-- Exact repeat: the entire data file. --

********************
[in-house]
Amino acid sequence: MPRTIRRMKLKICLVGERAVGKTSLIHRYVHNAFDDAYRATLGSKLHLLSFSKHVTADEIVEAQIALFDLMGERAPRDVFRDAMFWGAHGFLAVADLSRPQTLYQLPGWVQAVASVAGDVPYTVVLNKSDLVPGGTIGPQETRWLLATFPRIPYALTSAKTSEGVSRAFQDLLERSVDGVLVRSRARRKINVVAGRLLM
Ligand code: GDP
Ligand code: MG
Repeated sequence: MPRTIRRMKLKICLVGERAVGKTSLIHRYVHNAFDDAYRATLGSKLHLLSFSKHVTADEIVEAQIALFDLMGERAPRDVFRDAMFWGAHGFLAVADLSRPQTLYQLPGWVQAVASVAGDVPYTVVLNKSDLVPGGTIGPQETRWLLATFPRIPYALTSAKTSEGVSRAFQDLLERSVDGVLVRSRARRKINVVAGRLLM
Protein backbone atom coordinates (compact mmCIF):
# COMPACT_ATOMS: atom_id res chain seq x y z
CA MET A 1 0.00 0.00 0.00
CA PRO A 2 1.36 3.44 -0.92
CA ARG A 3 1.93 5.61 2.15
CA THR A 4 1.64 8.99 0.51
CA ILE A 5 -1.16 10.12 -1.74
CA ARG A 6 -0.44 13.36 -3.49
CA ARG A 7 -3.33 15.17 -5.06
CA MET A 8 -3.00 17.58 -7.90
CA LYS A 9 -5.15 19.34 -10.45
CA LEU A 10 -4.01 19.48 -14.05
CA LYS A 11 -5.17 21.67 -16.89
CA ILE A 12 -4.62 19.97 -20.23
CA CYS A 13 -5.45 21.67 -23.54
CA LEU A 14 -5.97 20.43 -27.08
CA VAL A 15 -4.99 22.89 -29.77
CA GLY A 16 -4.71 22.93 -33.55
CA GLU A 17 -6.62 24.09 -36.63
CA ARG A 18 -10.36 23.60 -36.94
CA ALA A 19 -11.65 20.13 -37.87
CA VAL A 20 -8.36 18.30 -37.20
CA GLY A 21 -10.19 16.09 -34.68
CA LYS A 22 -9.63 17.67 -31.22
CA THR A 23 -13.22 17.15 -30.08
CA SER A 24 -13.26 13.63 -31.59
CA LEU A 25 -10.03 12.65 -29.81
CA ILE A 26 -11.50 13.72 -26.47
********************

[in-house]
Amino acid sequence: MPRTIRRMKLKICLVGERAVGKTSLIHRYVHNAFDDAYRATLGSKLHLLSFSKHVTADEIVEAQIALFDLMGERAPRDVFRDAMFWGAHGFLAVADLSRPQTLYQLPGWVQAVASVAGDVPYTVVLNKSDLVPGGTIGPQETRWLLATFPRIPYALTSAKTSEGVSRAFQDLLERSVDGVLVRSRARRKINVVAGRLLM
Ligand code: GDP
Ligand code: MG
Repeated sequence: MPRTIRRMKLKICLVGERAVGKTSLIHRYVHNAFDDAYRATLGSKLHLLSFSKHVTADEIVEAQIALFDLMGERAPRDVFRDAMFWGAHGFLAVADLSRPQTLYQLPGWVQAVASVAGDVPYTVVLNKSDLVPGGTIGPQETRWLLATFPRIPYALTSAKTSEGVSRAFQDLLERSVDGVLVRSRARRKINVVAGRLLM
Protein backbone atom coordinates (compact mmCIF):
# COMPACT_ATOMS: atom_id res chain seq x y z
CA MET A 1 0.00 0.00 0.00
CA PRO A 2 1.36 3.44 -0.92
CA ARG A 3 1.93 5.61 2.15
CA THR A 4 1.64 8.99 0.51
CA ILE A 5 -1.16 10.12 -1.74
CA ARG A 6 -0.44 13.36 -3.49
CA ARG A 7 -3.33 15.17 -5.06
CA MET A 8 -3.00 17.58 -7.90
CA LYS A 9 -5.15 19.34 -10.45
CA LEU A 10 -4.01 19.48 -14.05
CA LYS A 11 -5.17 21.67 -16.89
CA ILE A 12 -4.62 19.97 -20.23
CA CYS A 13 -5.45 21.67 -23.54
CA LEU A 14 -5.97 20.43 -27.08
CA VAL A 15 -4.99 22.89 -29.77
CA GLY A 16 -4.71 22.93 -33.55
CA GLU A 17 -6.62 24.09 -36.63
CA ARG A 18 -10.36 23.60 -36.94
CA ALA A 19 -11.65 20.13 -37.87
CA VAL A 20 -8.36 18.30 -37.20
CA GLY A 21 -10.19 16.09 -34.68
CA LYS A 22 -9.63 17.67 -31.22
CA THR A 23 -13.22 17.15 -30.08
CA SER A 24 -13.26 13.63 -31.59
CA LEU A 25 -10.03 12.65 -29.81
CA ILE A 26 -11.50 13.72 -26.47